[10:12]  38 sn The allusion to Sodom, the most wicked of OT cities from Gen 19:1-29, shows that to reject the current message is even more serious than the worst sins of the old era and will result in more severe punishment. The noun Sodom is in emphatic position in the Greek text.

[10:12]  39 tn Or “city.”

[10:13]  40 sn Chorazin was a town of Galilee that was probably fairly small in contrast to Bethsaida and is otherwise unattested. Bethsaida was declared a polis by the tetrarch Herod Philip, sometime after a.d. 30.

[10:13]  41 tn This introduces a second class (contrary to fact) condition in the Greek text.

[10:13]  42 tn Or “powerful deeds.”

[10:13]  43 map For location see Map1 A2; Map2 G2; Map4 A1; JP3 F3; JP4 F3.

[10:13]  44 sn Tyre and Sidon are two other notorious OT cities (Isa 23; Jer 25:22; 47:4). The remark is a severe rebuke, in effect: “Even the sinners of the old era would have responded to the proclamation of the kingdom, unlike you!”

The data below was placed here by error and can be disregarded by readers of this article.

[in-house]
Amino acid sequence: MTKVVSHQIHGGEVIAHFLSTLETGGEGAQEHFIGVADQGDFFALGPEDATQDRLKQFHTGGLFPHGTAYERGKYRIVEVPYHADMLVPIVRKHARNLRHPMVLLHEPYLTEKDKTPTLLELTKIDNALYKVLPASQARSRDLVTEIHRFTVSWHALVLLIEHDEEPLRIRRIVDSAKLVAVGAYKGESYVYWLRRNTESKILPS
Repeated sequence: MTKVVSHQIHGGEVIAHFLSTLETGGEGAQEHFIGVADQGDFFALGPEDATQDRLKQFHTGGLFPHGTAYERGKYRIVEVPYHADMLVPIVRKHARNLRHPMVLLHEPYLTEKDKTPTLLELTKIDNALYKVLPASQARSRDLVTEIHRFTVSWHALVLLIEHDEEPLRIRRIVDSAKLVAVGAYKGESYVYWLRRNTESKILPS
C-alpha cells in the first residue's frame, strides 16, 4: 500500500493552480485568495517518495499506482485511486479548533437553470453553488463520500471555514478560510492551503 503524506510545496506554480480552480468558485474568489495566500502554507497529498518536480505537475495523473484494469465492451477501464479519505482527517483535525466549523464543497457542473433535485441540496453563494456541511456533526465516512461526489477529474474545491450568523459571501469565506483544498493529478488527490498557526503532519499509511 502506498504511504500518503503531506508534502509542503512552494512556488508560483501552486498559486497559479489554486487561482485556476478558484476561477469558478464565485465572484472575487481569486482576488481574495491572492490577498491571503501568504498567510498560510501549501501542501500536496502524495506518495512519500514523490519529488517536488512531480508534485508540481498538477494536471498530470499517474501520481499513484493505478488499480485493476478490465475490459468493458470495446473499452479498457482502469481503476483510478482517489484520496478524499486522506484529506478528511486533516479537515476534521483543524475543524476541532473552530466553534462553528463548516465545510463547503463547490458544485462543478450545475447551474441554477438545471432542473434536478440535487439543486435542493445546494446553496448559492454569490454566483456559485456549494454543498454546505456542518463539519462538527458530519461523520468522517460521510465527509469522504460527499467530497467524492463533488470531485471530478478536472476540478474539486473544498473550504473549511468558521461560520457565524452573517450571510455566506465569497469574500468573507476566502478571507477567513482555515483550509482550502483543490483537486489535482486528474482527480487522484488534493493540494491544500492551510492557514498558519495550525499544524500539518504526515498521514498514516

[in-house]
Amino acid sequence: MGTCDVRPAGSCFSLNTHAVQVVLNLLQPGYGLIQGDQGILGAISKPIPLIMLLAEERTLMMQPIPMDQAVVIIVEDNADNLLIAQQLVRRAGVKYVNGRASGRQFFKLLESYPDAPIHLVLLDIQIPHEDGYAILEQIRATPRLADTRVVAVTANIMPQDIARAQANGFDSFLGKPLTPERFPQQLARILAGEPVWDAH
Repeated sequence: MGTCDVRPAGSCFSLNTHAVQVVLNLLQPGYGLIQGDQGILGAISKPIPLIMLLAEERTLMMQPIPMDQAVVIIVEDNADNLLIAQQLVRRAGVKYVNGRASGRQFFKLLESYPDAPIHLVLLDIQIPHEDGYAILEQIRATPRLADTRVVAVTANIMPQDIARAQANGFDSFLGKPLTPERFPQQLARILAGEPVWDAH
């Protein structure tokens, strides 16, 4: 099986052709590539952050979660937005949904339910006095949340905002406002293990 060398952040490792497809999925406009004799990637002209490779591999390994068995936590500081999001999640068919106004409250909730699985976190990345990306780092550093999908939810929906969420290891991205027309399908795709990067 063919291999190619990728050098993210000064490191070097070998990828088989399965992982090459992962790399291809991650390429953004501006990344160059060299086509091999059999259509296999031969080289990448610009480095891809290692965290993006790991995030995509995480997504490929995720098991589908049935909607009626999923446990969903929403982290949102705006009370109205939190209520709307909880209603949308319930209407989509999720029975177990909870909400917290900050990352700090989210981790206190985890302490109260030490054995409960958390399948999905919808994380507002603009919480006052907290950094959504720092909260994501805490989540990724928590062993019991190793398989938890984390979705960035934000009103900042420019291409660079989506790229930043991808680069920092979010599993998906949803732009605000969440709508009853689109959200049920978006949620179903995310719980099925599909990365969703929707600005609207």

[10:13]  map For location see Map1-A1; JP3-F3; JP4-F3.

[10:15]  45 sn Capernaum was a town on the northwest shore of the Sea of Galilee, 680 ft (204 m) below sea level. It was a major trade and economic center in the North Galilean region.

[10:15]  map For location see Map1-D2; Map2-C3; Map3-B2.

[10:15]  46 tn The interrogative particle introducing this question expects a negative reply.

[10:15]  47 sn In the OT, Hades was known as Sheol. It is the place where the unrighteous will reside (Matt 11:23; Luke 16:23; Rev 20:13-14).

[10:16]  48 tn Grk “hears you”; but as the context of vv. 8-9 makes clear, it is response that is the point. In contemporary English, “listen to” is one way to express this function (L&N 31.56).